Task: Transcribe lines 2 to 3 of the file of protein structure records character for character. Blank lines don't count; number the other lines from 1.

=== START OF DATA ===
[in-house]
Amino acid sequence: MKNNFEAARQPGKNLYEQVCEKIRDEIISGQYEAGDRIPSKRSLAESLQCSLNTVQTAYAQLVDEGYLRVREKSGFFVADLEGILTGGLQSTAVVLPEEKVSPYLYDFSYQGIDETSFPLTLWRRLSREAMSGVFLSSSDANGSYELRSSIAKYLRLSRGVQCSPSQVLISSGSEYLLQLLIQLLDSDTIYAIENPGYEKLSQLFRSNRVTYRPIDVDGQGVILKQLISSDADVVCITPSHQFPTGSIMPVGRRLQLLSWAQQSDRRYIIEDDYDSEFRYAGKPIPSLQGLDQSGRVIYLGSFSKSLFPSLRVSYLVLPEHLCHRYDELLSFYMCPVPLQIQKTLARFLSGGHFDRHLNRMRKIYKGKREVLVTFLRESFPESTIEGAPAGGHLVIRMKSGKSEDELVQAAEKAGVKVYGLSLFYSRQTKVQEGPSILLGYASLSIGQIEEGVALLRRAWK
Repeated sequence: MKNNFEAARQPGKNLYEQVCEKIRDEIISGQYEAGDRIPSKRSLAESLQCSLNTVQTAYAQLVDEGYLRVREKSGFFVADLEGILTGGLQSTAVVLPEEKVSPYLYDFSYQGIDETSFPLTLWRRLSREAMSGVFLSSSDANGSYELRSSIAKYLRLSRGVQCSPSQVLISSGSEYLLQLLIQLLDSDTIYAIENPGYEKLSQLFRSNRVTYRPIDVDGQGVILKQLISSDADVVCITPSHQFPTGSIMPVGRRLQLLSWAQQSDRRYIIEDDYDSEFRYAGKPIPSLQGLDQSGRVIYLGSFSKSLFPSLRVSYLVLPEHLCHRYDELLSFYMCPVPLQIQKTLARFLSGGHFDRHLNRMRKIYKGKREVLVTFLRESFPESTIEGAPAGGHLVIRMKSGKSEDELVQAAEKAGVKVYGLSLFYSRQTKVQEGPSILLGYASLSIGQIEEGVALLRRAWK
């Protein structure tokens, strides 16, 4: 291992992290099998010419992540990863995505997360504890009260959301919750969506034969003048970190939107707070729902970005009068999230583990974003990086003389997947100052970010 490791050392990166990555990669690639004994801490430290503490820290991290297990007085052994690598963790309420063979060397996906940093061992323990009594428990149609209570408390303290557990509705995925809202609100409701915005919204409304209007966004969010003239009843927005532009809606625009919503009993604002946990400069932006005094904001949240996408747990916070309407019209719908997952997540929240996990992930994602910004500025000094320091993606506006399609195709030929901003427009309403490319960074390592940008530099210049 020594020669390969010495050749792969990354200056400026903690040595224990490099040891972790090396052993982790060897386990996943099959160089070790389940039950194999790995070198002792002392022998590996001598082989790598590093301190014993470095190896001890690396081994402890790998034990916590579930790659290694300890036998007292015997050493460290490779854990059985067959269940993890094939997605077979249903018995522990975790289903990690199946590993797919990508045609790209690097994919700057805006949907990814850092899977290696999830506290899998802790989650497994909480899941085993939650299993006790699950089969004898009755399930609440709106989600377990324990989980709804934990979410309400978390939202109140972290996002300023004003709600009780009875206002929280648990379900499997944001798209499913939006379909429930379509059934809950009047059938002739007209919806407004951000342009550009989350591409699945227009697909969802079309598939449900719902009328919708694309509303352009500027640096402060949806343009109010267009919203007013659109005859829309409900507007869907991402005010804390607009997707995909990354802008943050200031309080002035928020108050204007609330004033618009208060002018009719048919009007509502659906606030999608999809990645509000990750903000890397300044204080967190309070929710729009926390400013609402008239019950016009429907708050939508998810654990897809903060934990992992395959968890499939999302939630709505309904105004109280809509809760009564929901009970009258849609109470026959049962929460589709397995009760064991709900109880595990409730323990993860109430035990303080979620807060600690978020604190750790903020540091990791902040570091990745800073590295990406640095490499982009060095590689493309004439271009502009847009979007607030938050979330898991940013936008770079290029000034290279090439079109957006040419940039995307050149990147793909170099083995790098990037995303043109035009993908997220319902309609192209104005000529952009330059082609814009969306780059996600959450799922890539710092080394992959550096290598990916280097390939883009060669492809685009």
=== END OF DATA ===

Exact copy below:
Amino acid sequence: MKNNFEAARQPGKNLYEQVCEKIRDEIISGQYEAGDRIPSKRSLAESLQCSLNTVQTAYAQLVDEGYLRVREKSGFFVADLEGILTGGLQSTAVVLPEEKVSPYLYDFSYQGIDETSFPLTLWRRLSREAMSGVFLSSSDANGSYELRSSIAKYLRLSRGVQCSPSQVLISSGSEYLLQLLIQLLDSDTIYAIENPGYEKLSQLFRSNRVTYRPIDVDGQGVILKQLISSDADVVCITPSHQFPTGSIMPVGRRLQLLSWAQQSDRRYIIEDDYDSEFRYAGKPIPSLQGLDQSGRVIYLGSFSKSLFPSLRVSYLVLPEHLCHRYDELLSFYMCPVPLQIQKTLARFLSGGHFDRHLNRMRKIYKGKREVLVTFLRESFPESTIEGAPAGGHLVIRMKSGKSEDELVQAAEKAGVKVYGLSLFYSRQTKVQEGPSILLGYASLSIGQIEEGVALLRRAWK
Repeated sequence: MKNNFEAARQPGKNLYEQVCEKIRDEIISGQYEAGDRIPSKRSLAESLQCSLNTVQTAYAQLVDEGYLRVREKSGFFVADLEGILTGGLQSTAVVLPEEKVSPYLYDFSYQGIDETSFPLTLWRRLSREAMSGVFLSSSDANGSYELRSSIAKYLRLSRGVQCSPSQVLISSGSEYLLQLLIQLLDSDTIYAIENPGYEKLSQLFRSNRVTYRPIDVDGQGVILKQLISSDADVVCITPSHQFPTGSIMPVGRRLQLLSWAQQSDRRYIIEDDYDSEFRYAGKPIPSLQGLDQSGRVIYLGSFSKSLFPSLRVSYLVLPEHLCHRYDELLSFYMCPVPLQIQKTLARFLSGGHFDRHLNRMRKIYKGKREVLVTFLRESFPESTIEGAPAGGHLVIRMKSGKSEDELVQAAEKAGVKVYGLSLFYSRQTKVQEGPSILLGYASLSIGQIEEGVALLRRAWK